Atlas Magazine February 2006

The Maghreb above figures

For the sake of a more balanced attitude and to shed further light on the statistics we published in our previous issue regarding the Maghreb region, additional precisions are needed. Figures surely speak for themselves, they remain nonetheless insufficient or else how to explain that two countries with relatively equal populations such as Morocco and Algeria report performances so sharply distinct?

In 2004, Morocco reported a premium volume three times higher than that of Algeria, not long ago regarded as the most industrialized country of the Maghreb zone.

As far as Algeria is concerned, we can still invoke the negative impact of the dinar collapse against the dollar, the weakness of the motor insurance premium for a car fleet that is plainly superior to that of its neighbour. But the main reasons for the Algerian market's shrinking remain of structural nature.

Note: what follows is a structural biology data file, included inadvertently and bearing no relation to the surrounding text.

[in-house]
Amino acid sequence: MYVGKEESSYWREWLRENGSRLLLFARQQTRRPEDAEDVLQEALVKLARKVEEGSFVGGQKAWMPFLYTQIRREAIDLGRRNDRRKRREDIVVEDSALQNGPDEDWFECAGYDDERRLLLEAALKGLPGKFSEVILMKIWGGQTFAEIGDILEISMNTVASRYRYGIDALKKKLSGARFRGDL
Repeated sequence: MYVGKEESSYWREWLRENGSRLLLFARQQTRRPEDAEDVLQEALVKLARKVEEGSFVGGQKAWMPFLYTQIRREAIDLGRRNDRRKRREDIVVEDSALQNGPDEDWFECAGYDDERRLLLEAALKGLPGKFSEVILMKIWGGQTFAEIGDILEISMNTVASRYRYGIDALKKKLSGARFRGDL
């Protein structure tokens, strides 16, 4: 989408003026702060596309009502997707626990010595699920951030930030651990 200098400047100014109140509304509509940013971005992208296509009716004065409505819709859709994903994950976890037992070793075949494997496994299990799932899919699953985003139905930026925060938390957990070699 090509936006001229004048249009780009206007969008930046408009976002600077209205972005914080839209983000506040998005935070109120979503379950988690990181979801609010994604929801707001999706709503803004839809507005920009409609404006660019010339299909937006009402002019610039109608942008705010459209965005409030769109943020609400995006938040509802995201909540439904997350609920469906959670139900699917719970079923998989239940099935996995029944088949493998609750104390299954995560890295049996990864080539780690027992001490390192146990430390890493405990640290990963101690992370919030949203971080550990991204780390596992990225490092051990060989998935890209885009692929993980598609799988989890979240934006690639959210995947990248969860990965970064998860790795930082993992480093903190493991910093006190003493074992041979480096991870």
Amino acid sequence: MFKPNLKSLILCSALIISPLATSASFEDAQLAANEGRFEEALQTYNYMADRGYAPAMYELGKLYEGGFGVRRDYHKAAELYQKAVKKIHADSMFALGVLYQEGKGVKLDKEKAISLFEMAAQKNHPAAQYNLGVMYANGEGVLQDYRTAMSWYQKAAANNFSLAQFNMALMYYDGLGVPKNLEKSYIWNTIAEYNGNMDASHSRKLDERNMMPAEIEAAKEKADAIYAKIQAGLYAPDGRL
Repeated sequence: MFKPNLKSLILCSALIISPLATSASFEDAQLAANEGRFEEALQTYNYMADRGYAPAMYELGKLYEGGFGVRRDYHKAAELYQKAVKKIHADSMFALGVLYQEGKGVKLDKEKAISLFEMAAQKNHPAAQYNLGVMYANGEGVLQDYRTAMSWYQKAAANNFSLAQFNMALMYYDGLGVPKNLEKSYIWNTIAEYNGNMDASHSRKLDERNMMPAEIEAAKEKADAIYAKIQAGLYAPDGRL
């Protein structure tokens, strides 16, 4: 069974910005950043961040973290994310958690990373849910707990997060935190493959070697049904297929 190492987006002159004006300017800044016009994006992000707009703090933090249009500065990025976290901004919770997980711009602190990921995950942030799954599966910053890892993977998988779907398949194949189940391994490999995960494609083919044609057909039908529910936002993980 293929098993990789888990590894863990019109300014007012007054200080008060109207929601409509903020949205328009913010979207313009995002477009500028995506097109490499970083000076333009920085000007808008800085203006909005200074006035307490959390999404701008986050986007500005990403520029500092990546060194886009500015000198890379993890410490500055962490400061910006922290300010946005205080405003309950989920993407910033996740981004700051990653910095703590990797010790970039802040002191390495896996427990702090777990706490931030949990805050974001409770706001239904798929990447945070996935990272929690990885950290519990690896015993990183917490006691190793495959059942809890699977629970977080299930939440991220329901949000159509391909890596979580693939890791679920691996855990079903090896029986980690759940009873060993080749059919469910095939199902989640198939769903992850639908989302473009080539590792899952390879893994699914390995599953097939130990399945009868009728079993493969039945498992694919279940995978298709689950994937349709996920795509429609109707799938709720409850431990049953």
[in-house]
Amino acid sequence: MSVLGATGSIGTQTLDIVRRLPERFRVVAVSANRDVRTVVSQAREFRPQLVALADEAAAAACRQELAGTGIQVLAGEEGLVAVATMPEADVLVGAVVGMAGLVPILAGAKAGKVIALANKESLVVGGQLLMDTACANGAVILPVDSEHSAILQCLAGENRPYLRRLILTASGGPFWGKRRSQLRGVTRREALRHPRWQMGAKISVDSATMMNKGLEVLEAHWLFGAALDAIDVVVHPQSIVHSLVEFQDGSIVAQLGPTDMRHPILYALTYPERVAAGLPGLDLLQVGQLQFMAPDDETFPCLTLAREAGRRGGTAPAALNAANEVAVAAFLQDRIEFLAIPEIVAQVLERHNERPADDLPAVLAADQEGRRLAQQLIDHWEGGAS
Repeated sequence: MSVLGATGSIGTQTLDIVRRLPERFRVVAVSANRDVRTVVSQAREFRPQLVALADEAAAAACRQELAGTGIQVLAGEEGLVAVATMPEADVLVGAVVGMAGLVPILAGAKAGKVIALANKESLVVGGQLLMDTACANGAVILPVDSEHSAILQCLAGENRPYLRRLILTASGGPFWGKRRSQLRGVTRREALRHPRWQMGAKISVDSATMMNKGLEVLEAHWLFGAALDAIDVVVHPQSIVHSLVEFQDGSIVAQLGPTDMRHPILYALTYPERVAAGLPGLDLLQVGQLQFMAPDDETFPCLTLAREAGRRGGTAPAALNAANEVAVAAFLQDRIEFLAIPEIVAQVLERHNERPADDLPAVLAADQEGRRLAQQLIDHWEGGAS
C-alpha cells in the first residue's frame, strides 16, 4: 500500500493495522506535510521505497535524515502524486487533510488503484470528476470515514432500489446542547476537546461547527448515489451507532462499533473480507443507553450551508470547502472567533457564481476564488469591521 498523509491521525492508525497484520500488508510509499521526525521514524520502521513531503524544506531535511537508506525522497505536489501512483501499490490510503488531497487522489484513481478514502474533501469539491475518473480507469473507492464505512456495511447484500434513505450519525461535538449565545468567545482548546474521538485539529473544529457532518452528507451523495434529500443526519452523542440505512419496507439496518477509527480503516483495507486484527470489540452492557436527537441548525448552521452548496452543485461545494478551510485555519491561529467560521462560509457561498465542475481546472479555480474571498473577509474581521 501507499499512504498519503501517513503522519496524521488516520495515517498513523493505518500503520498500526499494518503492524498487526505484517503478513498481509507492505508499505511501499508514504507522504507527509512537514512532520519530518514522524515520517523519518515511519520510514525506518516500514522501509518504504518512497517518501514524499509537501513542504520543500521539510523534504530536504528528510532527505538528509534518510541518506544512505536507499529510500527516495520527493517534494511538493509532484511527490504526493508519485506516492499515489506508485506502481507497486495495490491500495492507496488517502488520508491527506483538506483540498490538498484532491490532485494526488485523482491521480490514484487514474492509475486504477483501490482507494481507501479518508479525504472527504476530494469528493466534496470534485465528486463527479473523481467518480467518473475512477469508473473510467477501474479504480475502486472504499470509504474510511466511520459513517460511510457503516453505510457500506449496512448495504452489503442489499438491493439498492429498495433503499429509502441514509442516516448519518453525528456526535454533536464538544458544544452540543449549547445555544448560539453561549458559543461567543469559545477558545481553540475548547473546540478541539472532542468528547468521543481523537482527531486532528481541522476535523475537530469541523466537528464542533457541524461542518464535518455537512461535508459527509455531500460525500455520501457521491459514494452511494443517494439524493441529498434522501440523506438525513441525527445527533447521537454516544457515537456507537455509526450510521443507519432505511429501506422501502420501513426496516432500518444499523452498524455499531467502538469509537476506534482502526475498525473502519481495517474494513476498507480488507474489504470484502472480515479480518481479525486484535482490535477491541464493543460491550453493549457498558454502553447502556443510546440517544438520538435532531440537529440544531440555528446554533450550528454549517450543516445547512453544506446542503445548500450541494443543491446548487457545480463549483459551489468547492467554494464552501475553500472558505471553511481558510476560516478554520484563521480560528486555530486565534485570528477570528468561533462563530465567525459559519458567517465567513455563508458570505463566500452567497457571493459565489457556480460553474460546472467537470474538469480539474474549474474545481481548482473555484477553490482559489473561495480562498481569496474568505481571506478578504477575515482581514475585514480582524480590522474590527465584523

Like the other sectors of activity, the Algerian insurance has not yet started its mutation. The sector remains dominated by state companies which control 70% of a market strained by bureaucracy. The opening to the private sector has not caused any drastic change to the insurance landscape, with a market that is still not very profitable and unlikely to attract private investors.

Morocco, however, is endowed with genuine industry masters and a well-organized and robust banking sector which acts as a driving force. The structural changes occurring in the recent ten years are also worth mentioning. Thanks to the tricks of mergers, acquisitions and license withdrawals, the market that has been cut off by 50% of its companies is once again attracting investors.

These are the true reasons, in our view, that account for such a divide in premiums between the two markets.

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